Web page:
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Two schools in Wales are competing for the title of the world’s best school and a substantial cash prize

Two Welsh schools have emerged as contenders for the prestigious title of the world’s best school.

Cadoxton Primary School, a state institution located in Barry, and Cardiff Sixth Form College, an independent international school situated in Cardiff, have both secured positions as top three finalists in the World’s Best School Prizes for 2023.

The World’s Best School Prizes, established by T4 Education, are renowned as the globe’s most prestigious recognitions in education, spanning across five distinct categories: community collaboration, environmental action, innovation, overcoming adversity, and promoting healthy lives. Each of the five prize winners will receive an equal share of $250,000, amounting to $50,000 per award.

The verdict on whether Cadoxton Primary School and Cardiff Sixth Form College emerge as victors will be unveiled in November.

The selection process relies on stringent criteria and will be determined by a judging panel comprising leaders hailing from diverse sectors worldwide, including academia, education, non-governmental organisations, social entrepreneurship, government, civil society, and the private sector.

Cadoxton Primary School has earned a spot as one of the top three finalists in the “Overcoming Adversity” category of the World’s Best School Prize.

Over 35% of its student body qualifies for free school meals, a percentage significantly higher than the national average. Additionally, 40% of its students have additional learning requirements. Upon enrollment, nearly all students at the school start below the expected level. However, by the time they complete their education, almost all of them not only reach but also surpass the expected level, with half of them achieving results that exceed expectations.

The school has been recognized for its remarkable impact on the lives of its students and its valuable support to the disadvantaged community amidst the ongoing cost-of-living challenges. It operates a “pay as you feel” store, housed in a repurposed shipping container located adjacent to the school community center. This initiative addresses food poverty by providing access to items that would otherwise be discarded by supermarkets.

Additionally, the school organizes various initiatives aimed at involving families in their children’s education. These include a food literacy program, which educates families about the significance of food in both physical and mental well-being. The school also hosts “Soup and Song” sessions where children and parents come together to sing songs and learn how to prepare nutritious meals, which they subsequently share with elderly community members.

In the event of winning the monetary prize, the school intends to invest it in the expansion and enhancement of its facilities, including the sports hall, with the aim of creating versatile spaces that can benefit the entire community.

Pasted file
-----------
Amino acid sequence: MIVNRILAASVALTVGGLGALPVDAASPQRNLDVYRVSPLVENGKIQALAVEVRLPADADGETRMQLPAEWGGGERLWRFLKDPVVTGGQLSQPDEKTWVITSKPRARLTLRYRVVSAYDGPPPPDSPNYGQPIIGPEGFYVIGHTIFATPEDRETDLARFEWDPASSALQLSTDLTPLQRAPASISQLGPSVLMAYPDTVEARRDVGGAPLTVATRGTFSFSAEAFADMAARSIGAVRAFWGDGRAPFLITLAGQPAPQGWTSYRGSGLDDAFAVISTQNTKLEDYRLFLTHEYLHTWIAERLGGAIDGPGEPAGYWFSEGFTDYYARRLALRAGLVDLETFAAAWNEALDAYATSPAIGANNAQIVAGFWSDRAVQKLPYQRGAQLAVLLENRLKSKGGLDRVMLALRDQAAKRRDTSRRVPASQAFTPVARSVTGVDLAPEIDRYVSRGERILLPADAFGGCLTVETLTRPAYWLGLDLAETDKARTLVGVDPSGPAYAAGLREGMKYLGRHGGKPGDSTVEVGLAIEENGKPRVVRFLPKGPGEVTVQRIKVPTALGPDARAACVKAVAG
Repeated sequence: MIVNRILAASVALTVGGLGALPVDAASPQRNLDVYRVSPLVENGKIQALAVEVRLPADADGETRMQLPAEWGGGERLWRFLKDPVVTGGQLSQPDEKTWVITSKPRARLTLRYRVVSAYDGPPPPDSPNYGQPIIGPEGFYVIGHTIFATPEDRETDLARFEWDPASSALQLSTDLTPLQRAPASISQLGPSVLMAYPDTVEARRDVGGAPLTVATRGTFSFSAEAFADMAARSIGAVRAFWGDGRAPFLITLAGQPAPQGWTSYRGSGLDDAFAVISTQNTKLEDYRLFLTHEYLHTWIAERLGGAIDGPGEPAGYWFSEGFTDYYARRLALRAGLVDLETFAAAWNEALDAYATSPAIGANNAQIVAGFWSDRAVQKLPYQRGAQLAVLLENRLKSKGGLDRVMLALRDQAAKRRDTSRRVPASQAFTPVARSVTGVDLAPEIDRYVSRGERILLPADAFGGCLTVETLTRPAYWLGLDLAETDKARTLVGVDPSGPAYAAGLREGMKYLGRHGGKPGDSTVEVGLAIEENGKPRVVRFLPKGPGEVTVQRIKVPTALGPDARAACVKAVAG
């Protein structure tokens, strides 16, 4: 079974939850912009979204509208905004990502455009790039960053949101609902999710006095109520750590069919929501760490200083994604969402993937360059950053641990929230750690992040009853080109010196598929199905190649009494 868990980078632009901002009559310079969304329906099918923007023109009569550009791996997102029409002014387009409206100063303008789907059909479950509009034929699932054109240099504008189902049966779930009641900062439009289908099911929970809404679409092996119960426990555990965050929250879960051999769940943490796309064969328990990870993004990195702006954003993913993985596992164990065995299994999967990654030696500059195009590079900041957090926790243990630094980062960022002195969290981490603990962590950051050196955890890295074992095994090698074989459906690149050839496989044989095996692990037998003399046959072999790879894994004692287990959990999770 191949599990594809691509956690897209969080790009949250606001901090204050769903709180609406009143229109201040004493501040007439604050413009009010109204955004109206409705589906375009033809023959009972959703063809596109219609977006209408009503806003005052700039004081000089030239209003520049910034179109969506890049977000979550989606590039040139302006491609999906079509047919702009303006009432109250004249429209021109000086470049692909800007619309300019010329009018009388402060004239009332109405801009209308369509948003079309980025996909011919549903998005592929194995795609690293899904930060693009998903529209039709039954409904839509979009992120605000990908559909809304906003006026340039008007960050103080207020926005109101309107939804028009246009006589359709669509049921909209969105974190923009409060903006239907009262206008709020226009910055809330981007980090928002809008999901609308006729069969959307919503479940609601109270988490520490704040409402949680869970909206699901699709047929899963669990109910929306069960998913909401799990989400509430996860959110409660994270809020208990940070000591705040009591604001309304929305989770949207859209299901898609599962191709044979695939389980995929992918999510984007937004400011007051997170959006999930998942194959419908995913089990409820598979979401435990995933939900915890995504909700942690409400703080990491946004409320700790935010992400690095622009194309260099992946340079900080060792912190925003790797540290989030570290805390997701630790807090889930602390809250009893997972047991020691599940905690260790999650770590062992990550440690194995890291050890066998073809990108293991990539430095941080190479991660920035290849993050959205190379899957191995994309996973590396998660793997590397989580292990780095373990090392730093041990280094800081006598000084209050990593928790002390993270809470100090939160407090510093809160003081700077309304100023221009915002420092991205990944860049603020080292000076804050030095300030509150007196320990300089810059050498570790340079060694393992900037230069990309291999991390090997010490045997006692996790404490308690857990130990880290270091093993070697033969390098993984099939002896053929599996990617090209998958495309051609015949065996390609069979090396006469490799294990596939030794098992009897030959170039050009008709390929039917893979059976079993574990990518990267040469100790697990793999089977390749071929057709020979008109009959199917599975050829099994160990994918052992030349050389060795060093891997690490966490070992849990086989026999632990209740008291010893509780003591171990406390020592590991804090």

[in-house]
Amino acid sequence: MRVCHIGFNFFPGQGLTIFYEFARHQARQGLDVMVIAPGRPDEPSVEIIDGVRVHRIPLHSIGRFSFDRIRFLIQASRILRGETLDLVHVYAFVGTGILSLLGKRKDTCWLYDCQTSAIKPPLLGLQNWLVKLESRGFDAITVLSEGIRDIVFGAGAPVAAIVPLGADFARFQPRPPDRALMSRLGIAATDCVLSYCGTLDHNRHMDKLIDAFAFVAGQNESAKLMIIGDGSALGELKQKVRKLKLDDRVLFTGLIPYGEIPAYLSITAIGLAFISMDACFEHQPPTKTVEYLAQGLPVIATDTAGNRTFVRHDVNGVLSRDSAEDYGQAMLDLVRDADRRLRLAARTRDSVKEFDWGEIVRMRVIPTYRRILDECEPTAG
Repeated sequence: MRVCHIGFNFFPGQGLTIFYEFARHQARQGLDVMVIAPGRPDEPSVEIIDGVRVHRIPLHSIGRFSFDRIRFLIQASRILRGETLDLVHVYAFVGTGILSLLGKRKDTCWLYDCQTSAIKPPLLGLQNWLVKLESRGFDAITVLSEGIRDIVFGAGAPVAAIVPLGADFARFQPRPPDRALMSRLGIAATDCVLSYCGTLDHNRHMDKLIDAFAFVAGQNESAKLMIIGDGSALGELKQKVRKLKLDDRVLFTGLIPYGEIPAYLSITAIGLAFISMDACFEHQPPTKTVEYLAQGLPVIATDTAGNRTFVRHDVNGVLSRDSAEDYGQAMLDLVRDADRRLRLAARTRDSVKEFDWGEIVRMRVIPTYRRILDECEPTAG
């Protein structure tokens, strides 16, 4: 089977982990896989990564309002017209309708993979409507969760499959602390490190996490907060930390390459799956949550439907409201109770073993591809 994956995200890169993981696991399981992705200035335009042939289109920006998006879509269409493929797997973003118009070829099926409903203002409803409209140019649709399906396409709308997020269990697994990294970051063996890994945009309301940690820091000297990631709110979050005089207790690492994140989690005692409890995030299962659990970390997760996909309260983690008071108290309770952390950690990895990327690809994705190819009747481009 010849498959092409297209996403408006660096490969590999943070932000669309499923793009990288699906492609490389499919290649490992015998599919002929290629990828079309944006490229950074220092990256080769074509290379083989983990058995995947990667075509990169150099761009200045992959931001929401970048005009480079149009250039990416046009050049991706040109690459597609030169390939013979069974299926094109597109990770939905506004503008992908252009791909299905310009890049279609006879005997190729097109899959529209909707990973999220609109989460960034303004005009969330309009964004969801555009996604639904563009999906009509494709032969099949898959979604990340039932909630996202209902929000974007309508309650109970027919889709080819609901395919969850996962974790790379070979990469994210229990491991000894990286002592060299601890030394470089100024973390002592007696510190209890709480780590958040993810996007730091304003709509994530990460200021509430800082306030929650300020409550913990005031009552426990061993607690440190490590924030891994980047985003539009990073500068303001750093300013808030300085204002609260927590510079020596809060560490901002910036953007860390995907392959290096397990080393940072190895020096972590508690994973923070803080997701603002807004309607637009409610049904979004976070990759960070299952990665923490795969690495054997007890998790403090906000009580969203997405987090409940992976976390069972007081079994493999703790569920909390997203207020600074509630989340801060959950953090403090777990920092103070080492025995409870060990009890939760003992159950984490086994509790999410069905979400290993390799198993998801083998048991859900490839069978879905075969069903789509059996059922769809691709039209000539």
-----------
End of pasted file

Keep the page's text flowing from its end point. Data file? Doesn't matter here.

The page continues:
Leader of the Vale of Glamorgan Council, Councillor Lis Burnett said: “I’d like to pass on my congratulations to Cadoxton Primary School and wish them every success as this exciting competition reaches its climax. Whatever the outcome there can be no doubt as to the significant and lasting impact the school’s community initiatives have had on those living locally.”

Meanwhile, Cardiff Sixth Form College has secured a spot among the top three finalists in the “Supporting Healthy Lives” category of the World’s Best School Prize. The college, known for its consistent top rankings in A-level performance, has been commended for its innovative approach in guiding its high-achieving students to prioritize both their mental and physical well-being. This emphasis on well-being equips them with the resilience and equilibrium necessary for a prosperous future.

The college has established the pioneering CREATE© Portfolio program to guide students in achieving this balance. This initiative empowers students to select areas of their lives they wish to enhance and rewards them with points for completing tasks, such as volunteering, that contribute to their personal growth over a two-year period.

This program has witnessed some students not only prioritising their own well-being but also actively aiding the local community. They have done so by providing tutoring assistance to underprivileged pupils and offering free guidance for applying to UK universities.

In the event of winning the $50,000 prize, the college intends to reinvest it in further developing the program and sustaining its commitment to nurturing the well-being of its students.

Welsh Government Minister for Education and the Welsh Language, Jeremy Miles, commented: “It’s brilliant to see two Welsh schools as finalists for this prize. I’m so proud of the important work Cadoxton Primary School do to support pupils and families. The school has been a big part of helping the Welsh Government find the best ways to tackle the impact of poverty on educational achievement. Llongyfarchiadau to Cardiff Sixth Form College too, it is great to hear how their students have been focusing on their physical and mental health – an important priority for all schools in Wales. Pob lwc pawb!”